How Church Choirs Are Changing

For literally hundreds of years, back to Bach, choirs led and performed church music in SATB four part harmony: Soprano, Alto, Tenor and Bass.

This SATB format can be seen in your hymnal. If you’ve ever read my “HymnCharts manifesto” you know this was one of the first problems I discovered when I became a music director for the first time – praise bands (specifically guitars) can’t play SATB music because the chords usually change on just about every beat.

Pop music has drastically changed the musical landscape of the Church in the past twenty years. Chord progressions propelled music in the past, rhythm propels today’s music. And that’s why guitars can’t play out of your hymnal – a pop song will linger on a single chord for as long as a measure or more while the guitars rhythmically push the song along.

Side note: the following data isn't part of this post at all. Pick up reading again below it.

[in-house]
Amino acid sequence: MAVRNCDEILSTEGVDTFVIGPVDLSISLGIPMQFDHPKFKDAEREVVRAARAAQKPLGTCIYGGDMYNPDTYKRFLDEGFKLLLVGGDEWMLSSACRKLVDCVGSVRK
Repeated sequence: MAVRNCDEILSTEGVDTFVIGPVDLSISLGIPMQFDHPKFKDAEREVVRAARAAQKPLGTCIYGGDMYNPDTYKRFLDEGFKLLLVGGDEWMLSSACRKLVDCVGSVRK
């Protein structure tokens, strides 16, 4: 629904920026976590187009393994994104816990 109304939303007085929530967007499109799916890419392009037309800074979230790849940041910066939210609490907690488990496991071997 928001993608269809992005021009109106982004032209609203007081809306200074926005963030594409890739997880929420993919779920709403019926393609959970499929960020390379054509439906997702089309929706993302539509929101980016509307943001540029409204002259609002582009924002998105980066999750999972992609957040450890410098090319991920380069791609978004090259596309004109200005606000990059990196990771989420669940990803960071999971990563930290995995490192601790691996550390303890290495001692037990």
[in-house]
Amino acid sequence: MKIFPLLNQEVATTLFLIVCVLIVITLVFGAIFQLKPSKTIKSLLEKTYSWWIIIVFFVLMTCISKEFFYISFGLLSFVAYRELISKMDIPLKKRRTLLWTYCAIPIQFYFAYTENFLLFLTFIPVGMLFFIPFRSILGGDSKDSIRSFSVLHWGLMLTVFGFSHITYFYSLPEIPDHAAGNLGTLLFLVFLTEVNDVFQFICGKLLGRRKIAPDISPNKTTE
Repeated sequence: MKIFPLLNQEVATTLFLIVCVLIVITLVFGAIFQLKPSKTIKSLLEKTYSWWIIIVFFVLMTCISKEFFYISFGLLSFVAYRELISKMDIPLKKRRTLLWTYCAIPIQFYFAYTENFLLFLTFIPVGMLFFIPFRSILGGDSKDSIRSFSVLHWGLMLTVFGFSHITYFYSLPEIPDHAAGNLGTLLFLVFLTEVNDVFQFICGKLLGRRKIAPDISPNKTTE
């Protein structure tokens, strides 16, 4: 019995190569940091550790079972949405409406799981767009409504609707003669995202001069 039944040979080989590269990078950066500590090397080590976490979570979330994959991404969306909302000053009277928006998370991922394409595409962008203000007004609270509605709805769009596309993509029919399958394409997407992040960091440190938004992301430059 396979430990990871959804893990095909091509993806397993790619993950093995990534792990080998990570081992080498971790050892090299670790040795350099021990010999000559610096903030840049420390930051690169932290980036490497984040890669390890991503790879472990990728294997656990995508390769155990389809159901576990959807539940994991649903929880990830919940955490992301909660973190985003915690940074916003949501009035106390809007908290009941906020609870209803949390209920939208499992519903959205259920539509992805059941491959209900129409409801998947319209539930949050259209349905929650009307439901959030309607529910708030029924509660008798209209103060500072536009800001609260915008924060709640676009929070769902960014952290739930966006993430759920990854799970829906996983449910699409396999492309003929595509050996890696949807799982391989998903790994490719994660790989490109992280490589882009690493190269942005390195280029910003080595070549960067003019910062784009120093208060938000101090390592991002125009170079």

SATB choirs are found in traditional and blended churches. They’re made up of fairly experienced choir members who have grown up in grade school and college choirs and they can sight read at a decent level. These choir members enjoy learning a challenging anthem and performing it for special music.

A new type of pop choir has been born in recent years, emerging from contemporary Churches using modern worship methods. This pop choir will have a mix of “proper” sight-reading choir members and untrained singers who have no clue what those dots on the page mean. But that’s ok, because the pop choir’s purpose is not to perform a complicated anthem but to lead and bolster the congregational singing.

Next week: More about Praise Choirs.

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